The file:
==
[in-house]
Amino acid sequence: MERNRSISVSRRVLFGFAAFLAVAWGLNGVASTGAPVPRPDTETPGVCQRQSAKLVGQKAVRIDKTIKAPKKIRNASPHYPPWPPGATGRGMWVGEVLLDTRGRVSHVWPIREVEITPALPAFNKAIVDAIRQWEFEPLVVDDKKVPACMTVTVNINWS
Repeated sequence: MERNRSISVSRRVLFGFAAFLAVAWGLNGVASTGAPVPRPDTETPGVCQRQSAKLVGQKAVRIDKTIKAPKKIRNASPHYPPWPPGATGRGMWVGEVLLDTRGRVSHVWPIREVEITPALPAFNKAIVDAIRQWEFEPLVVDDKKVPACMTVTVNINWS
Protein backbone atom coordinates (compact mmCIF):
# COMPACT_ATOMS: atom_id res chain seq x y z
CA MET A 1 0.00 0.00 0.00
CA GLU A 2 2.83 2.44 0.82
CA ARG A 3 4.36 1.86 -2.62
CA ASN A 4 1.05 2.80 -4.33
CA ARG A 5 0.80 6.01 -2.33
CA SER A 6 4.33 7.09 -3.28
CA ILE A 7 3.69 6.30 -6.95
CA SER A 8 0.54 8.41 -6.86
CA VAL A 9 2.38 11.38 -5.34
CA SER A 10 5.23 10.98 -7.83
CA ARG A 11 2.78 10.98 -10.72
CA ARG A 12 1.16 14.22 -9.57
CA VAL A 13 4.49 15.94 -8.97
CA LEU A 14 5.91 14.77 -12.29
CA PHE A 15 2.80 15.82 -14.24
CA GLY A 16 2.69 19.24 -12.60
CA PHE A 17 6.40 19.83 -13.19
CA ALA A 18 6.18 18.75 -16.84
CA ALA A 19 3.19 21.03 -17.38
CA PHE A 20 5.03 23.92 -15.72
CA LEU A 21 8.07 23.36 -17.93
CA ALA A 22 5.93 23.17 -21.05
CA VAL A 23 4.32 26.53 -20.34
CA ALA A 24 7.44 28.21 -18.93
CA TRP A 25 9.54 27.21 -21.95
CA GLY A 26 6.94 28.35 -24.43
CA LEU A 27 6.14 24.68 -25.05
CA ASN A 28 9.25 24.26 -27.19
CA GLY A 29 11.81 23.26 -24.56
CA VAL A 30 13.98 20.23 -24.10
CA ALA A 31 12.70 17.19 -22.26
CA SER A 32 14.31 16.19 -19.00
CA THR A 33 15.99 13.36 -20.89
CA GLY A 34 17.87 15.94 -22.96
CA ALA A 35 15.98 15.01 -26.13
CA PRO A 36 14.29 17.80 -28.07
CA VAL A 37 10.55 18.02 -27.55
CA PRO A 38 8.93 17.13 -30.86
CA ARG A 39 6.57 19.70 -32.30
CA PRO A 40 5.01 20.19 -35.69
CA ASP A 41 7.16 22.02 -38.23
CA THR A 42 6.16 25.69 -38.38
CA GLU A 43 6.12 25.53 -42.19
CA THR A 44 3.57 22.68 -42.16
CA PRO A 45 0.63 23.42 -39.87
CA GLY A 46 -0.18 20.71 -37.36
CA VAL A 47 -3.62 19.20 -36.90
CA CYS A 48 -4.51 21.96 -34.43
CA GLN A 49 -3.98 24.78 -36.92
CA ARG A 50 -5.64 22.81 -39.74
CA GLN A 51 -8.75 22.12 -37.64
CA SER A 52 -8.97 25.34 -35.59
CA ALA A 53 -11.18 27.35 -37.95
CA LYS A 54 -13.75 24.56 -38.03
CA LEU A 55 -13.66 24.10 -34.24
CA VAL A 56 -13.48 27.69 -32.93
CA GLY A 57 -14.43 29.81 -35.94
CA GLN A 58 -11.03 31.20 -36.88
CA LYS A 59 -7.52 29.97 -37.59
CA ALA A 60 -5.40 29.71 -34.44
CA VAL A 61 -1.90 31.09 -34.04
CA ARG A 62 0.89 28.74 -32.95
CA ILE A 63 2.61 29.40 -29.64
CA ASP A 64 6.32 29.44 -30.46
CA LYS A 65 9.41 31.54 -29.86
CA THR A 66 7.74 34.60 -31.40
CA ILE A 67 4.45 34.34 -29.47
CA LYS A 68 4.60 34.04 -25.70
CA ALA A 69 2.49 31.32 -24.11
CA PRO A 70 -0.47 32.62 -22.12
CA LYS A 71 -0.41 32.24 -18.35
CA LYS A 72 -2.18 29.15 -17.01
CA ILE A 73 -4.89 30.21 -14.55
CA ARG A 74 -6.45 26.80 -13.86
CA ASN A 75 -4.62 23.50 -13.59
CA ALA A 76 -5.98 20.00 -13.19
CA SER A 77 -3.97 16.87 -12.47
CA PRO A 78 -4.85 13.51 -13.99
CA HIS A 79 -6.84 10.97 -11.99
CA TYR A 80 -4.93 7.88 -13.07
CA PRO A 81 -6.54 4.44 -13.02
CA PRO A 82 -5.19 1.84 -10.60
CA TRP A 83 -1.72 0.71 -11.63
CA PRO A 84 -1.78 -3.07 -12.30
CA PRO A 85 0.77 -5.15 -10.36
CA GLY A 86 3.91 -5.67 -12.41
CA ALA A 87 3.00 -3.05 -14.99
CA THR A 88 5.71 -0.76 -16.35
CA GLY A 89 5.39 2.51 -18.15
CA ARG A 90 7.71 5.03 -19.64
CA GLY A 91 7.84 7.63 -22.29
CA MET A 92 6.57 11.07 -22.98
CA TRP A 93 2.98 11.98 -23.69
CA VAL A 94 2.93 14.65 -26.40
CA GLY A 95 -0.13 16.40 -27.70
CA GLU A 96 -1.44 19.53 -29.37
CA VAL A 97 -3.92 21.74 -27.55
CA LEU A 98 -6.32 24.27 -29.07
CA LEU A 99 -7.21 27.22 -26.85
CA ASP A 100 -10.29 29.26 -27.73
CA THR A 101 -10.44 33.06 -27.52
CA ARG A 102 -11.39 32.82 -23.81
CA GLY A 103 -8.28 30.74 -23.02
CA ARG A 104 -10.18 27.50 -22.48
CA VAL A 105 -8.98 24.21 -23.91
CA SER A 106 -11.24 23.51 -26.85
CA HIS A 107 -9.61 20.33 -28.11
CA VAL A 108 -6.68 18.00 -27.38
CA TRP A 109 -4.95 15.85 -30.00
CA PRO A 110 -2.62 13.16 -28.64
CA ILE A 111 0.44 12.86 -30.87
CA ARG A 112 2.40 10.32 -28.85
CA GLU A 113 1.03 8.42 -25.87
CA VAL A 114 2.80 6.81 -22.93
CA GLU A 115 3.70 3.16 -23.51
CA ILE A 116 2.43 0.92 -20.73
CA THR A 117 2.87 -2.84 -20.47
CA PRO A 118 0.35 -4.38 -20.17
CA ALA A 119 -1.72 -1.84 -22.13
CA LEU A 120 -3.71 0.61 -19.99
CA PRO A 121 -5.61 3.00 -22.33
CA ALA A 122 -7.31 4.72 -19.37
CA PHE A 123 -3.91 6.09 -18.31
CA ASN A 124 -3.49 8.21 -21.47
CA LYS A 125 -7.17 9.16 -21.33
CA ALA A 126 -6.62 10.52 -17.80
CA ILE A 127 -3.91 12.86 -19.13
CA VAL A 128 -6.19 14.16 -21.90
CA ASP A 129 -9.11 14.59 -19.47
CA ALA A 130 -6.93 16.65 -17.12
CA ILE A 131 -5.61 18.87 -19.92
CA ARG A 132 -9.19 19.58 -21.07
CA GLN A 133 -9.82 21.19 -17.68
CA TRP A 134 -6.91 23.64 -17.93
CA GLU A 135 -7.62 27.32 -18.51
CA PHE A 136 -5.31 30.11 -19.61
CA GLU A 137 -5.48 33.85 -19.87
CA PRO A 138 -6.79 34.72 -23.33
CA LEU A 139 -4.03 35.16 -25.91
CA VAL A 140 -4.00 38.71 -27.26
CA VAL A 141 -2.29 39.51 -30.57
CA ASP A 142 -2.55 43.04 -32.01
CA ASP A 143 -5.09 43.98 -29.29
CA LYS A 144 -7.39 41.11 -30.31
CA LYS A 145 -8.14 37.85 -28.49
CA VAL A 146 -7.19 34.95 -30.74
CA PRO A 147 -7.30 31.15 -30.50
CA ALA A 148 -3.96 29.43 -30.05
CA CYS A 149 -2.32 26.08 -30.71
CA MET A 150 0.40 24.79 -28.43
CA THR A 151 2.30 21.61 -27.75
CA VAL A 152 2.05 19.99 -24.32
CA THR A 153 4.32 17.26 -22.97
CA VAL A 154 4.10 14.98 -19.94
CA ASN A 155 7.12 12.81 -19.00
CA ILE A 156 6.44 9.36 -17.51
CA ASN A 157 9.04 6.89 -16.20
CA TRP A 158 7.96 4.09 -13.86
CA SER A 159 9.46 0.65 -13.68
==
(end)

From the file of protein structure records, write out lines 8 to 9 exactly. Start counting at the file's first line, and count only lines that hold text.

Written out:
CA ARG A 3 4.36 1.86 -2.62
CA ASN A 4 1.05 2.80 -4.33